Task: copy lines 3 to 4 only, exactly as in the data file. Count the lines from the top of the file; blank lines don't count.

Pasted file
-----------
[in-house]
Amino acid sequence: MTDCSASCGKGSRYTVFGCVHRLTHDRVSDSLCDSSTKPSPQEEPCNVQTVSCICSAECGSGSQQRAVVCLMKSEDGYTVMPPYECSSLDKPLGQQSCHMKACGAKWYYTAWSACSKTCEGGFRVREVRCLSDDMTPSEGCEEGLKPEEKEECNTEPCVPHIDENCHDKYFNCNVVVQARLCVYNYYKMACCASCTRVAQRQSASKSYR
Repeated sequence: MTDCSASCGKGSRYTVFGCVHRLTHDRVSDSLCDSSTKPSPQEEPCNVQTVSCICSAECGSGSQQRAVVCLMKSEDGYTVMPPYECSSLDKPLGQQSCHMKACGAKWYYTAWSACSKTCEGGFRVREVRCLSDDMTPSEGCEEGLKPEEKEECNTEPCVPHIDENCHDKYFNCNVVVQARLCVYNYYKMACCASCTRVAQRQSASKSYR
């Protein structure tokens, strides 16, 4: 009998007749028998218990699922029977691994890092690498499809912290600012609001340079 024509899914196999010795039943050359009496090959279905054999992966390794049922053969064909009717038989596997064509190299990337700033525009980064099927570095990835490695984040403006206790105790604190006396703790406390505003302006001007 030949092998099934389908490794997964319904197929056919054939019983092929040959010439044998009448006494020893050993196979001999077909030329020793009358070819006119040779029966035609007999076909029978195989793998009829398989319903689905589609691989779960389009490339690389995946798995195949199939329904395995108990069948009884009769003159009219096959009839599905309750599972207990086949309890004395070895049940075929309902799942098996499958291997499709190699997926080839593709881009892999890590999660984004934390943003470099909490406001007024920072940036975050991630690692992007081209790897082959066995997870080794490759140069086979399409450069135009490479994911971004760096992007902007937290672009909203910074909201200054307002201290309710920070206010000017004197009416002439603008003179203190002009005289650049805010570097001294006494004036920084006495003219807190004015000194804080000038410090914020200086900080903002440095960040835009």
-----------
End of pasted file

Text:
Repeated sequence: MTDCSASCGKGSRYTVFGCVHRLTHDRVSDSLCDSSTKPSPQEEPCNVQTVSCICSAECGSGSQQRAVVCLMKSEDGYTVMPPYECSSLDKPLGQQSCHMKACGAKWYYTAWSACSKTCEGGFRVREVRCLSDDMTPSEGCEEGLKPEEKEECNTEPCVPHIDENCHDKYFNCNVVVQARLCVYNYYKMACCASCTRVAQRQSASKSYR
């Protein structure tokens, strides 16, 4: 009998007749028998218990699922029977691994890092690498499809912290600012609001340079 024509899914196999010795039943050359009496090959279905054999992966390794049922053969064909009717038989596997064509190299990337700033525009980064099927570095990835490695984040403006206790105790604190006396703790406390505003302006001007 030949092998099934389908490794997964319904197929056919054939019983092929040959010439044998009448006494020893050993196979001999077909030329020793009358070819006119040779029966035609007999076909029978195989793998009829398989319903689905589609691989779960389009490339690389995946798995195949199939329904395995108990069948009884009769003159009219096959009839599905309750599972207990086949309890004395070895049940075929309902799942098996499958291997499709190699997926080839593709881009892999890590999660984004934390943003470099909490406001007024920072940036975050991630690692992007081209790897082959066995997870080794490759140069086979399409450069135009490479994911971004760096992007902007937290672009909203910074909201200054307002201290309710920070206010000017004197009416002439603008003179203190002009005289650049805010570097001294006494004036920084006495003219807190004015000194804080000038410090914020200086900080903002440095960040835009």